I'd avoid suspension but that's a personal choice. I just wouldn't trust it over 12000km of riding. Most people had no problems apart from leaky seals but you are recommended to service every 40 hours or something silly like that. Not that I ever take notice of that at home either though. I’m of the never service shocks mentality. And suspension doesn’t work on corrugations. Just get fat tyres. There were only 2 half days of true mountain biking style descents where suspension would have made it more fun. The off-road on this tour is not what you would call mountain biking, it’s just rough and long with no skills required except for maybe the sand riding.
I used a compact crankset of 50-34 and an MTB cassette of 11-34. This easily handled the worst climbs. You could get away with an 11-28 I think. The legs thanked me for the lower gearing at the end of a long day when there was a steep climb as a sting in the tail.
MTB of 22-32-44 * 11-34 or 12-32 or 11-28 would all work fine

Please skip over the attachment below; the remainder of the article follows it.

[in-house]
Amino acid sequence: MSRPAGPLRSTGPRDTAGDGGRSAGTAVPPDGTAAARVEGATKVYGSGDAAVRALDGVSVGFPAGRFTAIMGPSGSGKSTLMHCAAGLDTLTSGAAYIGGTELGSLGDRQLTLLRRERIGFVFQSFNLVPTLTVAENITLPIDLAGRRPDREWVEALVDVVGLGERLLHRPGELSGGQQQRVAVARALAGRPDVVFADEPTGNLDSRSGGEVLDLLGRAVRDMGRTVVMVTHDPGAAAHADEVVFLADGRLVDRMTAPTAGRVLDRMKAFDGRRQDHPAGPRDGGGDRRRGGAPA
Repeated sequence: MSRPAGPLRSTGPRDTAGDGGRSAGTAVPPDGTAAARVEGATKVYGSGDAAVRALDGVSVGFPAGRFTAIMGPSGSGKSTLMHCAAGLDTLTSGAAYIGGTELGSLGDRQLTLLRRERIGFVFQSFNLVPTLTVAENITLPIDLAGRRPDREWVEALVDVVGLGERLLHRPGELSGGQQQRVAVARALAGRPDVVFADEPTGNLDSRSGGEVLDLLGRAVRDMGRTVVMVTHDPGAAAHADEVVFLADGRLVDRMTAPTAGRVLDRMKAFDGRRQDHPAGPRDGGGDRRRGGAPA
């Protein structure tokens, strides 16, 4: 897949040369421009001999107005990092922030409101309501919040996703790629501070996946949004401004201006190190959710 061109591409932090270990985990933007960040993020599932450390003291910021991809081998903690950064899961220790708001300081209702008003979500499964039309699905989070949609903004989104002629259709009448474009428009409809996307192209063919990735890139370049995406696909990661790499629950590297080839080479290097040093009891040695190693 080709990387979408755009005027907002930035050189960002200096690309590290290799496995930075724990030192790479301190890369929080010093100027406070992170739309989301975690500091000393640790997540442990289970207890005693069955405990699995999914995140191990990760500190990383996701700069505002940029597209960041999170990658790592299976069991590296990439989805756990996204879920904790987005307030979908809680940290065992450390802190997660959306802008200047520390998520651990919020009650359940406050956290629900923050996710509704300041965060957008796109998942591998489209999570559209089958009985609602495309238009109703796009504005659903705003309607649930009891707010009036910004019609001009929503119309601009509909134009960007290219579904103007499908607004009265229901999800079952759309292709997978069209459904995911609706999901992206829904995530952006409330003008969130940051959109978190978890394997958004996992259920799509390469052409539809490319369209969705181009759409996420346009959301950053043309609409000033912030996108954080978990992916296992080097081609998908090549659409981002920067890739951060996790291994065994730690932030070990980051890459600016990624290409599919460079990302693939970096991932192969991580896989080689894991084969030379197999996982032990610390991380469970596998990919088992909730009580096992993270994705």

Road of 34-50 * 11-28 would be preferred but 39-53 * 11-28 would work if you are strong on hills. If you are strong you could get away with an 11-25 cassette but you’ll be grinding up some hills.
Gradients aren’t that bad. Climbs over 10% are very rare and most climbs were under 8%. There’s no European col equivalents apart from the Gorge stage in Ethiopia which had about 1400m over 20Km but only had a few pinches over 8%.
When I got tired at the end of tough sections and days I’d regularly be in lower gearing than normal so if you are at all worried by hills or tiredness get a triple crankset.